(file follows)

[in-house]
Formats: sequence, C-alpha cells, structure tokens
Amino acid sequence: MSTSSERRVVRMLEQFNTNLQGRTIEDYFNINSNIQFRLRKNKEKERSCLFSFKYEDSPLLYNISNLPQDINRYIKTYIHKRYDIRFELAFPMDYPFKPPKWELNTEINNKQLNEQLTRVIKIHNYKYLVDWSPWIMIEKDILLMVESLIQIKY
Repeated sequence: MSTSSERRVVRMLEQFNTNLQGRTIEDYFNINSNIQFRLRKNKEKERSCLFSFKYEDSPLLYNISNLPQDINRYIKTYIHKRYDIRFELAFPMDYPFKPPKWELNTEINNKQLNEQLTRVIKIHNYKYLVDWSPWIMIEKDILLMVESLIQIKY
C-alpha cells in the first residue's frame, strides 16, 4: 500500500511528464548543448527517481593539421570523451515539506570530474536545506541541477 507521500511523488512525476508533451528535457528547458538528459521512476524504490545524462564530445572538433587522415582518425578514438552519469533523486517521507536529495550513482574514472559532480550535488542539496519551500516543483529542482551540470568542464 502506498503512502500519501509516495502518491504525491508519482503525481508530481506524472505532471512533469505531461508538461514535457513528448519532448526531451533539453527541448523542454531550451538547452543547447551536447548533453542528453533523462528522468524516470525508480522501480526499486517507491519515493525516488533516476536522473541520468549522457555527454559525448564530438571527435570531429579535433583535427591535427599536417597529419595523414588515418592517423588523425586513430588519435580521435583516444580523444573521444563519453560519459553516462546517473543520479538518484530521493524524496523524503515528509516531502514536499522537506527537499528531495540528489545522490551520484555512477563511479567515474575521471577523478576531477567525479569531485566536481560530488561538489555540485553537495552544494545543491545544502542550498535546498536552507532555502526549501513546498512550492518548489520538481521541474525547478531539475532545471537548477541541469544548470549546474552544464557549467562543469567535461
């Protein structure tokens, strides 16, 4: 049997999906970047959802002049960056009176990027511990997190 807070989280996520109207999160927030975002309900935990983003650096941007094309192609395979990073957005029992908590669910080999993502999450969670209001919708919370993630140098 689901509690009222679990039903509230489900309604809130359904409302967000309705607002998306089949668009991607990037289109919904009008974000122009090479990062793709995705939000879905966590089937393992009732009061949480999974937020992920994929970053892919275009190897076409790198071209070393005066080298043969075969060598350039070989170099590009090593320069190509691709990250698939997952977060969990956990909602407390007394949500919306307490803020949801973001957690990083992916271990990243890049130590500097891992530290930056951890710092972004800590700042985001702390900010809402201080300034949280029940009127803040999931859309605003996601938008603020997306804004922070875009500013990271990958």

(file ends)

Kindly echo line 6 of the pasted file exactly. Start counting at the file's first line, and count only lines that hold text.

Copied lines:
């Protein structure tokens, strides 16, 4: 049997999906970047959802002049960056009176990027511990997190 807070989280996520109207999160927030975002309900935990983003650096941007094309192609395979990073957005029992908590669910080999993502999450969670209001919708919370993630140098 689901509690009222679990039903509230489900309604809130359904409302967000309705607002998306089949668009991607990037289109919904009008974000122009090479990062793709995705939000879905966590089937393992009732009061949480999974937020992920994929970053892919275009190897076409790198071209070393005066080298043969075969060598350039070989170099590009090593320069190509691709990250698939997952977060969990956990909602407390007394949500919306307490803020949801973001957690990083992916271990990243890049130590500097891992530290930056951890710092972004800590700042985001702390900010809402201080300034949280029940009127803040999931859309605003996601938008603020997306804004922070875009500013990271990958």